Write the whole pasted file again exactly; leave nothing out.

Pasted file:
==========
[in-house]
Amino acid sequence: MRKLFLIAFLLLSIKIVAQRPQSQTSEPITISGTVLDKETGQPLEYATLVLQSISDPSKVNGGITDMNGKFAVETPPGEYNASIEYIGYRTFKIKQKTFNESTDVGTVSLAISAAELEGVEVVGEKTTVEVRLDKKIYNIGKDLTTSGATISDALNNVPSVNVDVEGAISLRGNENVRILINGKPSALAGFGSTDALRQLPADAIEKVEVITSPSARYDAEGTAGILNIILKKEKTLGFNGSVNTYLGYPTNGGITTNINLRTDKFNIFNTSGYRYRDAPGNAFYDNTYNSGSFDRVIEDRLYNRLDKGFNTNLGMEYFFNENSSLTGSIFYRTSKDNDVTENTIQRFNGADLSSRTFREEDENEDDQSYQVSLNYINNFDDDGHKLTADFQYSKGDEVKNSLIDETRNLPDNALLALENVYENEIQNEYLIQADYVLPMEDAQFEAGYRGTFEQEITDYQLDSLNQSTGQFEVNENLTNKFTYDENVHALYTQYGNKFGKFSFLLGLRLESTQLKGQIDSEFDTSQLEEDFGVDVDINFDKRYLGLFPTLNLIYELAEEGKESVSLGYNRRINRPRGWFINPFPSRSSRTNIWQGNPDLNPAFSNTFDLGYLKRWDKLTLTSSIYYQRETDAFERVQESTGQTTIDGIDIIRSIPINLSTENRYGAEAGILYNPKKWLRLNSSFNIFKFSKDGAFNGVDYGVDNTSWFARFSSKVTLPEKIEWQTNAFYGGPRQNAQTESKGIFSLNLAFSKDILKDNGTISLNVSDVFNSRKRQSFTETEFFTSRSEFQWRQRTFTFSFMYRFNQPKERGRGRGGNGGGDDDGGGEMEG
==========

[in-house]
Amino acid sequence: MRKLFLIAFLLLSIKIVAQRPQSQTSEPITISGTVLDKETGQPLEYATLVLQSISDPSKVNGGITDMNGKFAVETPPGEYNASIEYIGYRTFKIKQKTFNESTDVGTVSLAISAAELEGVEVVGEKTTVEVRLDKKIYNIGKDLTTSGATISDALNNVPSVNVDVEGAISLRGNENVRILINGKPSALAGFGSTDALRQLPADAIEKVEVITSPSARYDAEGTAGILNIILKKEKTLGFNGSVNTYLGYPTNGGITTNINLRTDKFNIFNTSGYRYRDAPGNAFYDNTYNSGSFDRVIEDRLYNRLDKGFNTNLGMEYFFNENSSLTGSIFYRTSKDNDVTENTIQRFNGADLSSRTFREEDENEDDQSYQVSLNYINNFDDDGHKLTADFQYSKGDEVKNSLIDETRNLPDNALLALENVYENEIQNEYLIQADYVLPMEDAQFEAGYRGTFEQEITDYQLDSLNQSTGQFEVNENLTNKFTYDENVHALYTQYGNKFGKFSFLLGLRLESTQLKGQIDSEFDTSQLEEDFGVDVDINFDKRYLGLFPTLNLIYELAEEGKESVSLGYNRRINRPRGWFINPFPSRSSRTNIWQGNPDLNPAFSNTFDLGYLKRWDKLTLTSSIYYQRETDAFERVQESTGQTTIDGIDIIRSIPINLSTENRYGAEAGILYNPKKWLRLNSSFNIFKFSKDGAFNGVDYGVDNTSWFARFSSKVTLPEKIEWQTNAFYGGPRQNAQTESKGIFSLNLAFSKDILKDNGTISLNVSDVFNSRKRQSFTETEFFTSRSEFQWRQRTFTFSFMYRFNQPKERGRGRGGNGGGDDDGGGEMEG